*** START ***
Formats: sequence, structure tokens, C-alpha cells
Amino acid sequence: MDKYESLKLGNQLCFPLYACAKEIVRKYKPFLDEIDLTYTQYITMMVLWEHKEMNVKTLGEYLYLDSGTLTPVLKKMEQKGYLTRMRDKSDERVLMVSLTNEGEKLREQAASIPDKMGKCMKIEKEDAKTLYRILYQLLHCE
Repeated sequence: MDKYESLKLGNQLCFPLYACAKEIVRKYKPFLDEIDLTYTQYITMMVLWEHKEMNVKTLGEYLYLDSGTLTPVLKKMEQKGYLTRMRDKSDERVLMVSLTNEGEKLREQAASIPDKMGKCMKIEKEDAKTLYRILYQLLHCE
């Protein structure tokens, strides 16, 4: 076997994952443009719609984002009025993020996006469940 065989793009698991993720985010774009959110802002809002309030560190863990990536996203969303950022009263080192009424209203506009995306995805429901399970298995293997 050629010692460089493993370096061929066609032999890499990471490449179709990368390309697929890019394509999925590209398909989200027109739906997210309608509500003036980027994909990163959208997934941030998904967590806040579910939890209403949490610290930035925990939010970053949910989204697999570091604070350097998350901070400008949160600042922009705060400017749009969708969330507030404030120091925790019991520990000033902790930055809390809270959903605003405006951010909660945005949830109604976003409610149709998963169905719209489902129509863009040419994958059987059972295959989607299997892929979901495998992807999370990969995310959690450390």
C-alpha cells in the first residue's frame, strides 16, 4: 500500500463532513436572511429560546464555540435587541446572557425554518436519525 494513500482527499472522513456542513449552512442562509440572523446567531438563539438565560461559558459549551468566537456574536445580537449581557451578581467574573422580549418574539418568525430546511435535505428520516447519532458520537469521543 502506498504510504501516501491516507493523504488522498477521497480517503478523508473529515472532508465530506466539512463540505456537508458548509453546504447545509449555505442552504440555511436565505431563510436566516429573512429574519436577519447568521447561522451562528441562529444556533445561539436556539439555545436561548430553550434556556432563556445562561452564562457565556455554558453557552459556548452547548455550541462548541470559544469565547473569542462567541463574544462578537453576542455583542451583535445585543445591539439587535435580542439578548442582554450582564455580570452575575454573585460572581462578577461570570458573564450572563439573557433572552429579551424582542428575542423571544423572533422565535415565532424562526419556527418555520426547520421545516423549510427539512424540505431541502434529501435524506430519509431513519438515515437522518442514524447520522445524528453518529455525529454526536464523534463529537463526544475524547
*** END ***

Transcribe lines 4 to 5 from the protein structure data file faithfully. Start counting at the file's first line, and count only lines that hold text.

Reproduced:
């Protein structure tokens, strides 16, 4: 076997994952443009719609984002009025993020996006469940 065989793009698991993720985010774009959110802002809002309030560190863990990536996203969303950022009263080192009424209203506009995306995805429901399970298995293997 050629010692460089493993370096061929066609032999890499990471490449179709990368390309697929890019394509999925590209398909989200027109739906997210309608509500003036980027994909990163959208997934941030998904967590806040579910939890209403949490610290930035925990939010970053949910989204697999570091604070350097998350901070400008949160600042922009705060400017749009969708969330507030404030120091925790019991520990000033902790930055809390809270959903605003405006951010909660945005949830109604976003409610149709998963169905719209489902129509863009040419994958059987059972295959989607299997892929979901495998992807999370990969995310959690450390």
C-alpha cells in the first residue's frame, strides 16, 4: 500500500463532513436572511429560546464555540435587541446572557425554518436519525 494513500482527499472522513456542513449552512442562509440572523446567531438563539438565560461559558459549551468566537456574536445580537449581557451578581467574573422580549418574539418568525430546511435535505428520516447519532458520537469521543 502506498504510504501516501491516507493523504488522498477521497480517503478523508473529515472532508465530506466539512463540505456537508458548509453546504447545509449555505442552504440555511436565505431563510436566516429573512429574519436577519447568521447561522451562528441562529444556533445561539436556539439555545436561548430553550434556556432563556445562561452564562457565556455554558453557552459556548452547548455550541462548541470559544469565547473569542462567541463574544462578537453576542455583542451583535445585543445591539439587535435580542439578548442582554450582564455580570452575575454573585460572581462578577461570570458573564450572563439573557433572552429579551424582542428575542423571544423572533422565535415565532424562526419556527418555520426547520421545516423549510427539512424540505431541502434529501435524506430519509431513519438515515437522518442514524447520522445524528453518529455525529454526536464523534463529537463526544475524547